It starts to pool in the legs, distending the veins so they are unsightly and painful.
While doctors don’t fully understand why veins become varicose, we believe the cause is 99 per cent genetic. They are more common in women than in men, and pregnancy can be a factor too.
The mainstay of treatment is compression stockings, but if the problem persists, patients may be offered one of several different techniques.
The problem is that all veins are different and vary from patient to patient, and all these methods have disadvantages and side-effects.
On the NHS, for example, many patients will be treated with vein stripping — making an incision on the ankle and groin and then threading a wire through the vein to pull it out.
However, the procedure can be painful and patients may need to have up to four weeks off work.
Over the past five years keyhole techniques have been developed with shorter recovery times — these include radiofrequency ablation, where we feed a thin catheter into the vein and apply a high-frequency current to shrink and destroy the vein.
However, this is not suitable for smaller veins because the high temperature can damage surrounding tissue, causing pain.
So for those smaller veins it’s preferable to heat them by radiofrequency using a different catheter with a smaller tip and a lower temperature.
Catheters are also unsuitable for tributary veins — these are small, curved veins connected to a main vein, like the branches to a tree. Because the tube is rigid, it can’t reach round the curves to treat them.
The best treatment for these curved veins is steam injections — using a catheter to blow short pulses of hot steam into them to heat and destroy them. But this won’t work well on larger veins because the hot steam doesn’t have enough power to ensure complete closure.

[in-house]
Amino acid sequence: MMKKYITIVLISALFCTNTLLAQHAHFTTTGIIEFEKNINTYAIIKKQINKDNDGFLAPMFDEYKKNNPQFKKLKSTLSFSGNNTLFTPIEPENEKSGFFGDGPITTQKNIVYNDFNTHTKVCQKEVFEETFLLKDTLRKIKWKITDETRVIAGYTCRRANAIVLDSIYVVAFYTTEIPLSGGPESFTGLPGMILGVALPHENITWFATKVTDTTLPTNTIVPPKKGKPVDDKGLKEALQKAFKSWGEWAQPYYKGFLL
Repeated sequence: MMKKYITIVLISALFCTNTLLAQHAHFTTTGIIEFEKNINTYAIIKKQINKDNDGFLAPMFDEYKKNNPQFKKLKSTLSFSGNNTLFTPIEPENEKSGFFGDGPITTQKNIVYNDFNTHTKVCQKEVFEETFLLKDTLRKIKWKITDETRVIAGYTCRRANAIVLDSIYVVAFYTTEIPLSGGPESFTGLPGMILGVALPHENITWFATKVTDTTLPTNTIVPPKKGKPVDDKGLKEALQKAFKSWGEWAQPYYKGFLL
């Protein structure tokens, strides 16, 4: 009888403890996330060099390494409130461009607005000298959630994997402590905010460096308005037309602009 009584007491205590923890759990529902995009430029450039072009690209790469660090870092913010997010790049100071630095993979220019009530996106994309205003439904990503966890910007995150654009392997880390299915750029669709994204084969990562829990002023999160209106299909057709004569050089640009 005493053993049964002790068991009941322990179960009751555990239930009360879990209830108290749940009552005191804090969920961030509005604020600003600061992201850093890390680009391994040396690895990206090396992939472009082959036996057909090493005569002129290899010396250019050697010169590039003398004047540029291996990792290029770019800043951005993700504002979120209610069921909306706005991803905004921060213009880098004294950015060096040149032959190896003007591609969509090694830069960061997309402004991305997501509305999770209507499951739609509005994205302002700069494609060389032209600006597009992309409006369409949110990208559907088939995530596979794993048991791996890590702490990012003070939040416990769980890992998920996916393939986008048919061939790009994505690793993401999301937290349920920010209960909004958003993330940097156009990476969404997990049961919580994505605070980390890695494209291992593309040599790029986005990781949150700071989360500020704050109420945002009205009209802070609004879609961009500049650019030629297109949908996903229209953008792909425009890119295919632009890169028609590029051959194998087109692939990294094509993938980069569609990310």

Some surgeons use laser — inserting a laser catheter to heat the walls of the vein so they collapse in on each other.
But as the surgeon cannot control the energy given out by the beam, and therefore risks damaging surrounding tissue, instead I use a small laser beam applied for just ten milliseconds.
This treatment is best for tiny spider and thread veins, smaller than 1mm.
Stripping is only really suitable for the biggest veins in the legs, but when these are ripped out in the standard way this can damage all the tributary veins, causing a lot of bleeding.
Instead, for these large veins, I use an endoscope — a slender tube through which I can insert different instruments to gently dissect the vein, while also applying an electrical current to seal them off without damaging the tributaries.
Most people with varicose veins are treated with just one of these techniques.
But by using different treatments in combination, we can get the best from each and avoid scarring, pain or bruising — it’s an approach I’ve been using in Munich for the past 12 years but this is the first time I’ve used it in Britain.
Before the operation, the patient has a 3D scan that gives me clear images of the veins and arteries from all sides.
Then I can plan the procedure, choosing the best method to treat each size of vein. The procedure itself takes around 45 minutes per leg, under local or general anaesthetic.
In most cases we use the two different radiofrequency catheters together with the steam and the laser, but sometimes we use the endoscope, too.
Patients go home without painkillers and can be back at work and playing sports the next day.
There is always a risk varicose veins will return but for this very reason it’s important to remove them gently, in case we ever need to treat the same leg again.